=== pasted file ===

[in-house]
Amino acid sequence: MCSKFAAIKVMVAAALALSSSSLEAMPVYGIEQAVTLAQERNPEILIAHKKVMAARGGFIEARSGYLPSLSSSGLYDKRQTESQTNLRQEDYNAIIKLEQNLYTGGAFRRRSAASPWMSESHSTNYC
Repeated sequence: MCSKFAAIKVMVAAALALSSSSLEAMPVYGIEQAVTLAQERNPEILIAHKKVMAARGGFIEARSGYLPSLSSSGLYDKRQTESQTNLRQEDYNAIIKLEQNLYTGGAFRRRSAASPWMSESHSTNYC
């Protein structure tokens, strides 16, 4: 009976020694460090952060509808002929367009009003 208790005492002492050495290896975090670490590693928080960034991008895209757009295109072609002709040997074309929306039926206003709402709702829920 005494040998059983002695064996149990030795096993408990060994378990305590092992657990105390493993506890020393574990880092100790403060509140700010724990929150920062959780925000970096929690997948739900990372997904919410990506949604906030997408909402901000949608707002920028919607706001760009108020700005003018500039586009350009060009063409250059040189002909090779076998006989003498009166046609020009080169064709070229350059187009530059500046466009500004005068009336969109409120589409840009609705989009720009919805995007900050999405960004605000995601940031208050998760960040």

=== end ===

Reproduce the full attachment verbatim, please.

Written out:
[in-house]
Amino acid sequence: MCSKFAAIKVMVAAALALSSSSLEAMPVYGIEQAVTLAQERNPEILIAHKKVMAARGGFIEARSGYLPSLSSSGLYDKRQTESQTNLRQEDYNAIIKLEQNLYTGGAFRRRSAASPWMSESHSTNYC
Repeated sequence: MCSKFAAIKVMVAAALALSSSSLEAMPVYGIEQAVTLAQERNPEILIAHKKVMAARGGFIEARSGYLPSLSSSGLYDKRQTESQTNLRQEDYNAIIKLEQNLYTGGAFRRRSAASPWMSESHSTNYC
């Protein structure tokens, strides 16, 4: 009976020694460090952060509808002929367009009003 208790005492002492050495290896975090670490590693928080960034991008895209757009295109072609002709040997074309929306039926206003709402709702829920 005494040998059983002695064996149990030795096993408990060994378990305590092992657990105390493993506890020393574990880092100790403060509140700010724990929150920062959780925000970096929690997948739900990372997904919410990506949604906030997408909402901000949608707002920028919607706001760009108020700005003018500039586009350009060009063409250059040189002909090779076998006989003498009166046609020009080169064709070229350059187009530059500046466009500004005068009336969109409120589409840009609705989009720009919805995007900050999405960004605000995601940031208050998760960040």